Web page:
Question: Long story short is I lost my job and now don’t have dental insurance for my family as well as less money to spend on dental care. I wanted to take the family in for a dental cleaning and an exam but I was told the cleaning and exam were pointless without getting expensive x-rays because the dentist could basically tell nothing about what was going on with our teeth without the x-rays.
It seemed to me that the cleaning and visual exam would be better than nothing, right? I was told no – by two different dentists. Not to knock the value of x-rays, but really? Why even bother paying for the cleaning and exam, then? Would it be useful to just have the x-rays taken without the cleaning and exam? The family has good oral hygiene and has had little to no plaque build-up at previous cleanings. Am I putting my children’s dental health at significant risk (ages 8 & 10) by pushing the appointments out another 6 months to a year while we save money for all this? Their last dental x-rays were done two years ago.
– Atana M.
Answer: Atana: You are between the proverbial molar and hard place. Many dentists do this to protect themselves from dental malpractice. They’ve been taught in dental school that if they miss finding a cavity via the clinical exam and do not view a x-ray that they may have committed malpractice. I would not disagree with that notion.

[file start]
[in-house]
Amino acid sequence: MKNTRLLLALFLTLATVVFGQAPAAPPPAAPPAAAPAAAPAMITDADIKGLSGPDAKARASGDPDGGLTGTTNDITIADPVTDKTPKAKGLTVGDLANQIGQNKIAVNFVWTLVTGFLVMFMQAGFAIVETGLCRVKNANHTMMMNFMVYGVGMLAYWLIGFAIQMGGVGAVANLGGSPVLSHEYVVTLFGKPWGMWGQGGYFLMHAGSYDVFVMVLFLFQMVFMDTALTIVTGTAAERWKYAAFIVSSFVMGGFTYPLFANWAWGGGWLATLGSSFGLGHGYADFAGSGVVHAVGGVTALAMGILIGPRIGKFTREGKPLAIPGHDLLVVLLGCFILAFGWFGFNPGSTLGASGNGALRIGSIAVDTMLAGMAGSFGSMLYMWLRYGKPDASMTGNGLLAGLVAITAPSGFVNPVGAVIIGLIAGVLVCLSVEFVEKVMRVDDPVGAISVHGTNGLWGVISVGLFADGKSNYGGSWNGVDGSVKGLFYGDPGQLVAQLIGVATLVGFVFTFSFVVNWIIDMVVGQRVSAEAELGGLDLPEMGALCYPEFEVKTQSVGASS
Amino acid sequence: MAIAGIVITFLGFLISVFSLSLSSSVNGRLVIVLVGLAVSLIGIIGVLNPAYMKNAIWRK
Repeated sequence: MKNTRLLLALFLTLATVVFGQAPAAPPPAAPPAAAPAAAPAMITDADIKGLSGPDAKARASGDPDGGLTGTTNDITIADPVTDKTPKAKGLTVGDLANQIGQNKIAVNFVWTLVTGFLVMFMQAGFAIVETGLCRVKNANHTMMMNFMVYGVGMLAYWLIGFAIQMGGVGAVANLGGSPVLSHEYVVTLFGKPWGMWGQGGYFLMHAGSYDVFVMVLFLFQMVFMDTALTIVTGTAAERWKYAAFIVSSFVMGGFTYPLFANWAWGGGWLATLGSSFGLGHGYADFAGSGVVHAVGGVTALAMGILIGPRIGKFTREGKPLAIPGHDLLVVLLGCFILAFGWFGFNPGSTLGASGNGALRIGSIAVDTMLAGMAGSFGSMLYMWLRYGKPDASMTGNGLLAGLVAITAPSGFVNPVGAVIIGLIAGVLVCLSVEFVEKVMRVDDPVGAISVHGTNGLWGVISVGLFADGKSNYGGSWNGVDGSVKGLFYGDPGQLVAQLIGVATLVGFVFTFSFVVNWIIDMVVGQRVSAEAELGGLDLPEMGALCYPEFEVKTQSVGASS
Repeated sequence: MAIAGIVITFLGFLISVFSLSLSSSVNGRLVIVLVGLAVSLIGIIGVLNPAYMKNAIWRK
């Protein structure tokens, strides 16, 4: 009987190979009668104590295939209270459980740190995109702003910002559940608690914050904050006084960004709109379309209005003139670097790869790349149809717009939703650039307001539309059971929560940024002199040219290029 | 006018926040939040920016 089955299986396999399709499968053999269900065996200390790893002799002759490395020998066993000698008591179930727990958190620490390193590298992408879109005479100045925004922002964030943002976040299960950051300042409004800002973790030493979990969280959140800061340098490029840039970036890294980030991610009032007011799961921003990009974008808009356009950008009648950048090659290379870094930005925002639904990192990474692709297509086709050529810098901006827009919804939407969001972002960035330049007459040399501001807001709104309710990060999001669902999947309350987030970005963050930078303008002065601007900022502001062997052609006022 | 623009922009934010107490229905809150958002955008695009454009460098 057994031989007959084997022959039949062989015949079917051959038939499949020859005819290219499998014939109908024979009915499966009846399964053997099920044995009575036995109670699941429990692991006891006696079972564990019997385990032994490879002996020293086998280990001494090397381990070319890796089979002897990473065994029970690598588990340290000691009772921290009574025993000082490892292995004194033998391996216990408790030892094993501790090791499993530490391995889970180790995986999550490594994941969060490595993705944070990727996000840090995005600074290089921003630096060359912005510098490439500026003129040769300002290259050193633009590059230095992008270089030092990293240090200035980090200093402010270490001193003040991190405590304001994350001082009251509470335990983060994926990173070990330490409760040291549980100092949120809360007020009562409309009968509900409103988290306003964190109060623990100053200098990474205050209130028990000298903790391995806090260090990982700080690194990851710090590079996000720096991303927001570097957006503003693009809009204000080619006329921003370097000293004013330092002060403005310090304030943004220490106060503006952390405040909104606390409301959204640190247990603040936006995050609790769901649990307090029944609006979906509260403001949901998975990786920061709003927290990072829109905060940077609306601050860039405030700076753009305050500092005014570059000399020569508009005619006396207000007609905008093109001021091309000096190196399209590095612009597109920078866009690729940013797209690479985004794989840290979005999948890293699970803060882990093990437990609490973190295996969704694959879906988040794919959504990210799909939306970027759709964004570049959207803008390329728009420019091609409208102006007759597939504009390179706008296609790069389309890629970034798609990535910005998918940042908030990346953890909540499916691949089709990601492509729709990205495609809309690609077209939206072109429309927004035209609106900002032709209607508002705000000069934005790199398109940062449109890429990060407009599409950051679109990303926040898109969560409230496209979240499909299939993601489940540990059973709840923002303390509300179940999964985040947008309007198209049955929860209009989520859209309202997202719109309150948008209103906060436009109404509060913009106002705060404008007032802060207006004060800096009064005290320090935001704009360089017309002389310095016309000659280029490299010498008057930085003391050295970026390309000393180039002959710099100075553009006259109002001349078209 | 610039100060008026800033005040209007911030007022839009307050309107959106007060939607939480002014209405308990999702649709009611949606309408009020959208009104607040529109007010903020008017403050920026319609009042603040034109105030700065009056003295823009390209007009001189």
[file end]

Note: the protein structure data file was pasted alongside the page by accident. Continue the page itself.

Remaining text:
Tort reform in regards to medical/dental malpractice has long been a controversial issue, wedging its way in between the patient and doctor. However, what happens to the “in-between” patients like your children is difficult to stomach.
I would have viewed the x-rays from two years ago and based on a thorough clinical exam, made a “threat” assessment for potential decay.
What do your kids eat? How well do they brush their teeth? X-rays are very important in an making a complete assessment, but there is a controversy as to how many and how often one should take x-rays – especially on developing children.
I would have taken x-rays (because two years is a long time for 8 and 10 year olds) and not done the cleaning. This combo essentially would have cost the same as the cleaning/exam combo.
I’d rather know what’s brewing inside the teeth, as a root canal is non-reversible. In dental school we used to stop brushing our teeth to induce gingivitis to study it and see how quickly we could reverse it. My point is that not getting a cleaning once is not as bad as missing a deep cavity that will irreversibly damage the tooth.
Gingivitis is reversible – deep cavities are not. I’d get on the phone and call around and see if you can find a dentist that can work out a payment plan, or thinks out of the box and really cares about your children’s health.
Mark Burhenne DDS